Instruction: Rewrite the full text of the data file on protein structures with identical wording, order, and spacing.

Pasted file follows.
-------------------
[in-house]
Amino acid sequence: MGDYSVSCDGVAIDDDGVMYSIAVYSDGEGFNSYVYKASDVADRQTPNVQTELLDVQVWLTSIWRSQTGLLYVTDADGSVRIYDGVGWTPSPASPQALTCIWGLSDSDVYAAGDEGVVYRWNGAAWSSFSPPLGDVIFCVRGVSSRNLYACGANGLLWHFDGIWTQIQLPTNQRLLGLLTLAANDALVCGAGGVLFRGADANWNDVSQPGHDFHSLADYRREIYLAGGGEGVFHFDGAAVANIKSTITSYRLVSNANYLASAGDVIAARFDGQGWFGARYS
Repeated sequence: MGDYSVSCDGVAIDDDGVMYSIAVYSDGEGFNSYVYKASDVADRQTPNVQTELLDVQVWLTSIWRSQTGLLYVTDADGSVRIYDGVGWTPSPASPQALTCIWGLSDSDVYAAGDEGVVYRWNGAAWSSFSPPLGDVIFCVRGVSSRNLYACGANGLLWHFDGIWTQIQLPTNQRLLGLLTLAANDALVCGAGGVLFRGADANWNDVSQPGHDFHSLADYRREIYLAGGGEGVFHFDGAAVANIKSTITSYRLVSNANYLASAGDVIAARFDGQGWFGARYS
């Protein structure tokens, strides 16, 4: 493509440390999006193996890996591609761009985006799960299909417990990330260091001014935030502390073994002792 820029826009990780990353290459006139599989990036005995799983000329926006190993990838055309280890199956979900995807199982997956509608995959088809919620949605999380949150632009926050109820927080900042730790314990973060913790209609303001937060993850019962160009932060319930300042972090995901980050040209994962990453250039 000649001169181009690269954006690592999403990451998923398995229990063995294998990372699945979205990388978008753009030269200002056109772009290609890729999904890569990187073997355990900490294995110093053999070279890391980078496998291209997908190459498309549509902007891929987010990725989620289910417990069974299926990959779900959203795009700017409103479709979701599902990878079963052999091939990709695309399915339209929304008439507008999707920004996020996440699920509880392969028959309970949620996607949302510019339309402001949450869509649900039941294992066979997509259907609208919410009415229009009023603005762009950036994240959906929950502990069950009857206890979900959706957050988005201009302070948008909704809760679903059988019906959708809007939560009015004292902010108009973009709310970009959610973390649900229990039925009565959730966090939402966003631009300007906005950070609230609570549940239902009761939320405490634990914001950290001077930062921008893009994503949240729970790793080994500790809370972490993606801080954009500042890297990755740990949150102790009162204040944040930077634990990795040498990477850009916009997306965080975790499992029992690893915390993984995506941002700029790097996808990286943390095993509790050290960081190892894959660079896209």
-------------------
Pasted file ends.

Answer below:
[in-house]
Amino acid sequence: MGDYSVSCDGVAIDDDGVMYSIAVYSDGEGFNSYVYKASDVADRQTPNVQTELLDVQVWLTSIWRSQTGLLYVTDADGSVRIYDGVGWTPSPASPQALTCIWGLSDSDVYAAGDEGVVYRWNGAAWSSFSPPLGDVIFCVRGVSSRNLYACGANGLLWHFDGIWTQIQLPTNQRLLGLLTLAANDALVCGAGGVLFRGADANWNDVSQPGHDFHSLADYRREIYLAGGGEGVFHFDGAAVANIKSTITSYRLVSNANYLASAGDVIAARFDGQGWFGARYS
Repeated sequence: MGDYSVSCDGVAIDDDGVMYSIAVYSDGEGFNSYVYKASDVADRQTPNVQTELLDVQVWLTSIWRSQTGLLYVTDADGSVRIYDGVGWTPSPASPQALTCIWGLSDSDVYAAGDEGVVYRWNGAAWSSFSPPLGDVIFCVRGVSSRNLYACGANGLLWHFDGIWTQIQLPTNQRLLGLLTLAANDALVCGAGGVLFRGADANWNDVSQPGHDFHSLADYRREIYLAGGGEGVFHFDGAAVANIKSTITSYRLVSNANYLASAGDVIAARFDGQGWFGARYS
């Protein structure tokens, strides 16, 4: 493509440390999006193996890996591609761009985006799960299909417990990330260091001014935030502390073994002792 820029826009990780990353290459006139599989990036005995799983000329926006190993990838055309280890199956979900995807199982997956509608995959088809919620949605999380949150632009926050109820927080900042730790314990973060913790209609303001937060993850019962160009932060319930300042972090995901980050040209994962990453250039 000649001169181009690269954006690592999403990451998923398995229990063995294998990372699945979205990388978008753009030269200002056109772009290609890729999904890569990187073997355990900490294995110093053999070279890391980078496998291209997908190459498309549509902007891929987010990725989620289910417990069974299926990959779900959203795009700017409103479709979701599902990878079963052999091939990709695309399915339209929304008439507008999707920004996020996440699920509880392969028959309970949620996607949302510019339309402001949450869509649900039941294992066979997509259907609208919410009415229009009023603005762009950036994240959906929950502990069950009857206890979900959706957050988005201009302070948008909704809760679903059988019906959708809007939560009015004292902010108009973009709310970009959610973390649900229990039925009565959730966090939402966003631009300007906005950070609230609570549940239902009761939320405490634990914001950290001077930062921008893009994503949240729970790793080994500790809370972490993606801080954009500042890297990755740990949150102790009162204040944040930077634990990795040498990477850009916009997306965080975790499992029992690893915390993984995506941002700029790097996808990286943390095993509790050290960081190892894959660079896209």